By the Mariposa route, one must leave Merced at
the same time as if going via Coulterville, and
would reach the Valley the second day by con-
necting at Clark's with the stage from Madera.
On this route the time is not yet fixed.
By the Madera route the tourist can leave San
Francisco at 4 P.M., and combine the advantage
of hotel with saving of time. The rest through-
out the night in the palace sieeping-car will be
better than a few hours' sleep at Merced, but
not so good as at the hotel at Stockton. Leaving
Madera early in the morning, the Valley is
reached at noon the next day. The whole time
is about 44 hours, including an unbroken night's
Returning from the Valley, one may leave at
at 6 A.M., and reach Stockton to connect with
the overland train going east the next day.
This can be done only by the route via, Big Oak
Flat, and will require a ride the first day both
hard and late, and an early start the second day,
in order to reach the train which leaves Milton
at 10.45 A.M.
7. Big Tree Groves. These trees are Sequoia
Giganten, and belong to the same genus as the
Red- woods (Sequoia Sempervirens), found only on
the Coast Range.
The King's River Grove contains the largest liv-
ing tree, 44 feet in diameter. This grove, and
the two groves on the north and south forks of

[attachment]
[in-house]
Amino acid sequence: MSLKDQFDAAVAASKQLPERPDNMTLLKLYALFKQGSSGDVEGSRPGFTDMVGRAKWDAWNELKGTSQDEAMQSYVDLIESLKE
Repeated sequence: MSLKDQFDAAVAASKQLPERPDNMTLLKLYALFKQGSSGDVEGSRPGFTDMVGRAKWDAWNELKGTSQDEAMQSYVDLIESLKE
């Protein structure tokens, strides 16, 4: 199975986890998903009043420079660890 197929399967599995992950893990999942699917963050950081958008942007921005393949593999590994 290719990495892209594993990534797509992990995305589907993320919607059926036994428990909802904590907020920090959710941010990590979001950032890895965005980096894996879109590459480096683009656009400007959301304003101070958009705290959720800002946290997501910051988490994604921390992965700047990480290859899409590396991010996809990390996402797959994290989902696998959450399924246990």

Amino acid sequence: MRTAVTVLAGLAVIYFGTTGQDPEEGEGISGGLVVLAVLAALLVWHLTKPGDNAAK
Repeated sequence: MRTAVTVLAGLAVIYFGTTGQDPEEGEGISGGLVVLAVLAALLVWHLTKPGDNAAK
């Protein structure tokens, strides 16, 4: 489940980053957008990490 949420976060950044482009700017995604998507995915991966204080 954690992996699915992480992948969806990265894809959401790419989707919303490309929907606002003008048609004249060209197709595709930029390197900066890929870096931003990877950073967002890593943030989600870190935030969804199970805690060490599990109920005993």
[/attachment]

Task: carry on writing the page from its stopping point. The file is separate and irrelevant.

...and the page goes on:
the Tule River, are not easily accessible. In the
other groves the number of the trees is about as
follows : North Calaveras, 90 ; South Calaveras,
1380 ; Tuolumne, 30 ; Merced, 50 ; Mariposa,
600; Fresno, 1200.
The two Calaveras groves are six miles apart,
connected by a trail over a wild and picturesque
canon. The hotel is located in the north grove.
It is a first-class house, and the only hotel in the
midst of the trees. To those who desire to lin-
ger in the shade of these giants while they grow
upon him for days and weeks, this is a favorite
resort. To visit the south grove requires a day,
and a ride on horseback. The grove itself is
four miles long and one wide. In both these
groves the trees are beautiful, surpassing in sym-
metry and perfection those of the Mariposa, but
not those of the Fresno Grove.
The Mariposa Grove is of national importance.
It is the only one that has been set aside as a park
for the nation. It was ceded by Congress to the
State of California, and is cared for by the Com-
missioners of the State. Its trees are in two
groups, and these are half a mile apart. The